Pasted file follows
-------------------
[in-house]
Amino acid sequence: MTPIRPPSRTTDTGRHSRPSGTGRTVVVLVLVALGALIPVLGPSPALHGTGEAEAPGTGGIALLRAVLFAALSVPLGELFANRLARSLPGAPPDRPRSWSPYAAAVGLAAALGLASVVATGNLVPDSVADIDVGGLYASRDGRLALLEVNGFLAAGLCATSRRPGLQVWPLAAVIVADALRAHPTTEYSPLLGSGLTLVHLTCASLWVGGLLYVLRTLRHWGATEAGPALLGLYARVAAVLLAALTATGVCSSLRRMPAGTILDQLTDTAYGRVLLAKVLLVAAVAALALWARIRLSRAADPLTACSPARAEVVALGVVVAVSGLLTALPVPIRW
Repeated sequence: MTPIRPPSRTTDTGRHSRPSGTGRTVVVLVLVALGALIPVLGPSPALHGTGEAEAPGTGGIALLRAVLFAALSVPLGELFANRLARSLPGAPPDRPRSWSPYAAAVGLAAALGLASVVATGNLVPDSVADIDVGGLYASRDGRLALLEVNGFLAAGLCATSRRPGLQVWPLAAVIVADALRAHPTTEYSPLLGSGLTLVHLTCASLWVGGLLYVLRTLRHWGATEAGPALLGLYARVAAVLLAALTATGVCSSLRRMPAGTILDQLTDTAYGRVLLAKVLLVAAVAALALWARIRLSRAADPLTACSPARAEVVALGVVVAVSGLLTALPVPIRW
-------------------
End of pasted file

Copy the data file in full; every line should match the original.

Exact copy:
[in-house]
Amino acid sequence: MTPIRPPSRTTDTGRHSRPSGTGRTVVVLVLVALGALIPVLGPSPALHGTGEAEAPGTGGIALLRAVLFAALSVPLGELFANRLARSLPGAPPDRPRSWSPYAAAVGLAAALGLASVVATGNLVPDSVADIDVGGLYASRDGRLALLEVNGFLAAGLCATSRRPGLQVWPLAAVIVADALRAHPTTEYSPLLGSGLTLVHLTCASLWVGGLLYVLRTLRHWGATEAGPALLGLYARVAAVLLAALTATGVCSSLRRMPAGTILDQLTDTAYGRVLLAKVLLVAAVAALALWARIRLSRAADPLTACSPARAEVVALGVVVAVSGLLTALPVPIRW
Repeated sequence: MTPIRPPSRTTDTGRHSRPSGTGRTVVVLVLVALGALIPVLGPSPALHGTGEAEAPGTGGIALLRAVLFAALSVPLGELFANRLARSLPGAPPDRPRSWSPYAAAVGLAAALGLASVVATGNLVPDSVADIDVGGLYASRDGRLALLEVNGFLAAGLCATSRRPGLQVWPLAAVIVADALRAHPTTEYSPLLGSGLTLVHLTCASLWVGGLLYVLRTLRHWGATEAGPALLGLYARVAAVLLAALTATGVCSSLRRMPAGTILDQLTDTAYGRVLLAKVLLVAAVAALALWARIRLSRAADPLTACSPARAEVVALGVVVAVSGLLTALPVPIRW